The Mercedes W124 is the perfect practical modern classic: bank-vault build, reliability and lots of space. Here’s how to buy one
Words: Sam Skelton Images: James Howe
There have been few automotive ranges quite like Mercedes-Benz’s W124-generation E-Class. Simple yet effective, appealing to taxi drivers and titans alike, it embodied everything a medium-sized saloon range should, without excess frippery or concessions to passing fashion. This simple, square-edged design offered good sense and solidity, and over a twelve-year production life endeared itself to almost everybody who experienced it.
Styled with characteristic simplicity by Bruno Sacco, the reputation of the W124 endured to the point where even during its years in the banger market, it remained highly regarded. Even if you were on your uppers, at least you had a Merc. Built from 1985 to 1997, the W124 range spanned a total of five body styles – saloon, estate, coupe, convertible and stretched six-door limousine – and each has its own army of fans today.
Under the skin, the W124 was little more than an upscaled variant of the new 190E compact saloon, to the point where key suspension components were identical. The four-cylinder engines were identical too, although in addition to the 2.0 the W124 gained the 2.3-litre version that the 190 only received for America. The 2.6-litre six-pot was shared too, but the larger 3.0 variant would come from the S-Class. From 1992, new multi-valve engines were used, shared with the C-Class model. Most were automatic with gearboxes of Mercedes’ own design; but if you’re especially keen to shift your own cogs, manual transmission was an available if rarely specified option. Four-, five- and six-cylinder diesel models were available, the latter earning a reputation for its impressive combination of power and economy.
A slight facelift for 1989 brought new plastic side claddings, while a more comprehensive rethink in 1992 gave the car a new grille, new bonnet and new bumpers. The saloon and estate would be replaced by the W210-series E-Class for 1995, while the coupe went in 1996 and the last convertibles were sold in ’97. You may find the occasional 1998-registered E220 manual; these cars sit slightly higher and were built in India for the local market, but slow sales as a result of high prices mean that many were subsequently imported into the UK.
Given the W124’s lengthy production run and impressive sales success, there are still plenty available on today’s modern-classic market. But what should you be checking if you’re about to take the plunge?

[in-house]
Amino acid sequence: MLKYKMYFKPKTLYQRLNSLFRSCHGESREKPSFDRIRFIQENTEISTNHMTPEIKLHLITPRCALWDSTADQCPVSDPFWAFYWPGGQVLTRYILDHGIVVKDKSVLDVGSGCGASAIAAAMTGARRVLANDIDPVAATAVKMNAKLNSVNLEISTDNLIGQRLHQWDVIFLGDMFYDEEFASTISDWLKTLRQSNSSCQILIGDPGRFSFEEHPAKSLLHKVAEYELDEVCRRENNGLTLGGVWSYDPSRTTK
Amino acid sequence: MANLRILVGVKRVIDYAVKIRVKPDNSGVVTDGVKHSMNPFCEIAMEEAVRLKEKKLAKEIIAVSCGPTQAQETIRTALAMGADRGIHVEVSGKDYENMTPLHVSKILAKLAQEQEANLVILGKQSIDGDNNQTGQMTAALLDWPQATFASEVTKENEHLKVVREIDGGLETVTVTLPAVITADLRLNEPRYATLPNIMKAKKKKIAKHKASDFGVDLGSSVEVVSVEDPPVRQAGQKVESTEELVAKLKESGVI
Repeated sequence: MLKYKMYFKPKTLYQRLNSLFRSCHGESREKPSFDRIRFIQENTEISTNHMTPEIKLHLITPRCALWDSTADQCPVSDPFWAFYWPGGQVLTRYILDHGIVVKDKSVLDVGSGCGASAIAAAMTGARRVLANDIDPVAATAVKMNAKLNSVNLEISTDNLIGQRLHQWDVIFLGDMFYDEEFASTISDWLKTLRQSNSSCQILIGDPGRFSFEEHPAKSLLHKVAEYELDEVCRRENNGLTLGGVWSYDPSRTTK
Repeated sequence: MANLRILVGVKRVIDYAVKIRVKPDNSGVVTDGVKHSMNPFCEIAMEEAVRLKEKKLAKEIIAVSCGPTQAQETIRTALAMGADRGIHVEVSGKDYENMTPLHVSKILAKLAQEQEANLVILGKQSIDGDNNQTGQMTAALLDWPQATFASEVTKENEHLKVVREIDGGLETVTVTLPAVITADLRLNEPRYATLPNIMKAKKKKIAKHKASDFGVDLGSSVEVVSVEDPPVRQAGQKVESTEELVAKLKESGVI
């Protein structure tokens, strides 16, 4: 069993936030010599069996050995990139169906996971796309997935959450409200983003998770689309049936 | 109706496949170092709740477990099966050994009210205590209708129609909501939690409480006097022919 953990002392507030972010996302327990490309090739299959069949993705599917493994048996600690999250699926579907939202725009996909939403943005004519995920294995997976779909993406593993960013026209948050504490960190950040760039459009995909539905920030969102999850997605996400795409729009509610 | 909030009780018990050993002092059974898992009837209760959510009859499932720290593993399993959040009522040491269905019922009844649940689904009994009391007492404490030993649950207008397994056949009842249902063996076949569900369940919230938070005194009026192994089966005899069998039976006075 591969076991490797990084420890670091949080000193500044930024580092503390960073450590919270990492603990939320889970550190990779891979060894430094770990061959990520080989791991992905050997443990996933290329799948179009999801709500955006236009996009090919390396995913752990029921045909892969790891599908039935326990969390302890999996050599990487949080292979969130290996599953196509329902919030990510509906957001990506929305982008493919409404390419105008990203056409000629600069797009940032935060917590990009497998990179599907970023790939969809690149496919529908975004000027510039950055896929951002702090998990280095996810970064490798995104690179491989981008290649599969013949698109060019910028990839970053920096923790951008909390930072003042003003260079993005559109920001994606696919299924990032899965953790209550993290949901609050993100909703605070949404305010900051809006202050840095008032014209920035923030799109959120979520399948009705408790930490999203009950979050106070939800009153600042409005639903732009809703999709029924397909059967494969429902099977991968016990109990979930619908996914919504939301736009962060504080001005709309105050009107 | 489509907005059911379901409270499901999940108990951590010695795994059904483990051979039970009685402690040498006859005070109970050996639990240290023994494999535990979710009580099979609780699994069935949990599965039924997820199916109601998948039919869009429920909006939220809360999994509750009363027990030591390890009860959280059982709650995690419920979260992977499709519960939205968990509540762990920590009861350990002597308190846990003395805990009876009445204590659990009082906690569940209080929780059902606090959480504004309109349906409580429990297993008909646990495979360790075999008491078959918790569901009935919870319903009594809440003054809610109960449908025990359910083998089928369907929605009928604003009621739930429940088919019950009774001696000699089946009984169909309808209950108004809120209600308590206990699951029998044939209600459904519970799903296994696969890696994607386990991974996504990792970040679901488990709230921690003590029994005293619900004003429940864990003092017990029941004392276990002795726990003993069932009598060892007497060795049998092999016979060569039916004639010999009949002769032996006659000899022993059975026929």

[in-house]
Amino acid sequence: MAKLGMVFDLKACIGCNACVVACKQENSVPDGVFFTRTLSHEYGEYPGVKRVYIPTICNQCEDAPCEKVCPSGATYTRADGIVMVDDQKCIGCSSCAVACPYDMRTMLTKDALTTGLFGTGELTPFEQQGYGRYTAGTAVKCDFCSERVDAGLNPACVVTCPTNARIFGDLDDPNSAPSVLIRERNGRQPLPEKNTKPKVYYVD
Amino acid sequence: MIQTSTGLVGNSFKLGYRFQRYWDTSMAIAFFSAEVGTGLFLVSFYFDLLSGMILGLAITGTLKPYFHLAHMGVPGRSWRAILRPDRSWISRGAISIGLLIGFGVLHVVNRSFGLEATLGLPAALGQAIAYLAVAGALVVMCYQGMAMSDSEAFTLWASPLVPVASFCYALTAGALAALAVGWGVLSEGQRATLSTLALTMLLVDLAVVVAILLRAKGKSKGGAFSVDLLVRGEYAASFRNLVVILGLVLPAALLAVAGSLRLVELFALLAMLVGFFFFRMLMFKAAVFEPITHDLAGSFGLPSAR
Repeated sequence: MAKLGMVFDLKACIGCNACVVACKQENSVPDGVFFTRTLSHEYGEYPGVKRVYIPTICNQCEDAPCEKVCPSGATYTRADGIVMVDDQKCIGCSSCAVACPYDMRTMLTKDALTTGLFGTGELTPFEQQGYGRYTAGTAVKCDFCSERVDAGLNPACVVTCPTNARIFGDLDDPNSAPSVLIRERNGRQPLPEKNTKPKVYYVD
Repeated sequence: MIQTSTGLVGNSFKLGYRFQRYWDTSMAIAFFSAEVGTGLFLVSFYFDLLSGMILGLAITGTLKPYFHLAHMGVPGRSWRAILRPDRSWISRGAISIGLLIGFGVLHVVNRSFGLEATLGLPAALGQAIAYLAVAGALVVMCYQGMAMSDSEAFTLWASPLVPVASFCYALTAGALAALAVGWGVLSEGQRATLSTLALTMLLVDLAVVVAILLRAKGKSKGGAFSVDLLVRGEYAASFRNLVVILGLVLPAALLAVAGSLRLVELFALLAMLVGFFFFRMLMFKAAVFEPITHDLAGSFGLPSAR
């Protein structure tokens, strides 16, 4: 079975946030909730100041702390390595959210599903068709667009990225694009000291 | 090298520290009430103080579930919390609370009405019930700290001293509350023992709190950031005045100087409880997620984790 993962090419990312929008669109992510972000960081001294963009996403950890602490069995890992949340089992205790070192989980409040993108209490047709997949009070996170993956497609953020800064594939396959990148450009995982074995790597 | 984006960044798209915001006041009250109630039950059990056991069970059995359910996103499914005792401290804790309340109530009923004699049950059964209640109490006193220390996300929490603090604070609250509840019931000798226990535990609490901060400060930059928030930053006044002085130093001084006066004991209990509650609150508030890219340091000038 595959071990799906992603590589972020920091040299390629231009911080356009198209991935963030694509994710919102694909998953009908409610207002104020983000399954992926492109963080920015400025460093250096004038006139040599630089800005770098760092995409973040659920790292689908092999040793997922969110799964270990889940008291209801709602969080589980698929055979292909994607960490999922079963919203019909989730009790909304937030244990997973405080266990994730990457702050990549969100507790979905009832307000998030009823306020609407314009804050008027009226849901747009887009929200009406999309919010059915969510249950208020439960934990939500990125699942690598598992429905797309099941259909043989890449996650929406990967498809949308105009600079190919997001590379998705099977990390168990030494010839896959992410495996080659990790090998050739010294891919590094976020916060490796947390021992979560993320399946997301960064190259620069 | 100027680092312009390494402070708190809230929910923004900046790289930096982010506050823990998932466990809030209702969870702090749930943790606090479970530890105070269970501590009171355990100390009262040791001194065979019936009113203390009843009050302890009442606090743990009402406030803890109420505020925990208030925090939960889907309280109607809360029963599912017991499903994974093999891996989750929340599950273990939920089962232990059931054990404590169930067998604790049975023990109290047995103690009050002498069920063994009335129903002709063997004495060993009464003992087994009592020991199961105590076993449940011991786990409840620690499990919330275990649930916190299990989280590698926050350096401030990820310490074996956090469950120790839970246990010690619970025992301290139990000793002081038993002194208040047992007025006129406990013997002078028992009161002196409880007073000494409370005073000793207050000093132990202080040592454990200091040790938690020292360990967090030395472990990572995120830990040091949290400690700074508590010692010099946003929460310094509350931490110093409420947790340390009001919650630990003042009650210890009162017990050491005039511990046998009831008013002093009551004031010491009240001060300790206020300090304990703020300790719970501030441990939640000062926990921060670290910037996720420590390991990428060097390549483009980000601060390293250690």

Rust is the biggest killer of these cars, especially post-facelift examples, when Mercedes switched to water-based paint and thinner steel. Front wings are usually the first sign that things are amiss, and if there’s nothing on the outside you should still stick your hand in the wheelarch and check the inner wing, as there’s a rot trap ahead of the front arch. A sagging bumper can also indicate issues, as this bolts to the wing. Water can trap beneath the washer bottle, rotting the inner wing out, while the crossmember under the sump can trap mud and road grime.
Rear wings can also go. Check under the rear windows on estates by removing the inner load bay trims. Subframe supports rot out at the back, and are best spotted with the rear wheels off – but get under there with a torch just in case. Any repairs to this or the rear brake lines mean removal of the back axle.
Check the jacking points too, especially on later cars where they’re hidden behind plastic – and be suspicious of underseal. We’ve known of cars with water trapped beneath the underseal rotting out the floor from inside; it all looks fine from outside until it’s poked, and then it crumbles to dust and can sometimes be too far gone to be viable for restoration. Fortunately, almost all panels can be sourced if needed (at a price), so there should be very little to stop a determined owner restoring a much-loved car if cost is no object. Coupes are susceptible to leaky rear screens, while water can sometimes get in around the pillarless windows. On convertibles, check the condition of the hood as these can be expensive and time consuming to replace if damaged.
Engine and gearbox
Most W124s are petrol and come with a choice of four- and six-cylinder engines – each from two different families. There was also a 500E V8, and a trio of diesel options.
Pre-1992 cars have fours and sixes with two valves per cylinder, known for their longevity and reliability as long as basic maintenance is regularly carried out. Check that the timing chain has been replaced every 60,000 miles on a four-cylinder, and check six-cylinders for oil leaks. New four-valve engines came in post-1992, boosting power and economy as a result; barring stretched head bolts on high-mileage fours and an oil leak from the timing chain cover damaging the alternator on sixes, there’s little to worry about here either.
With the introduction of those later engines, Mercedes also pioneered biodegradable wiring loom insulation in a bid for environmental friendliness. The snag was that the insulation would degrade while cars were still in service, leading to corrosion and – worse – short-circuiting of the loom. Many have had replacements, and with this costing into four figures it’s vital to check that it’s been done.
Of the diesels, you’re most likely to encounter the 3.0 six-cylinder unit seen in the E300D. It’s naturally-aspirated, but from 1993 a new 24-valve head brought 134bhp, which in turn meant performance that was surprisingly good for a non-turbo diesel of its age.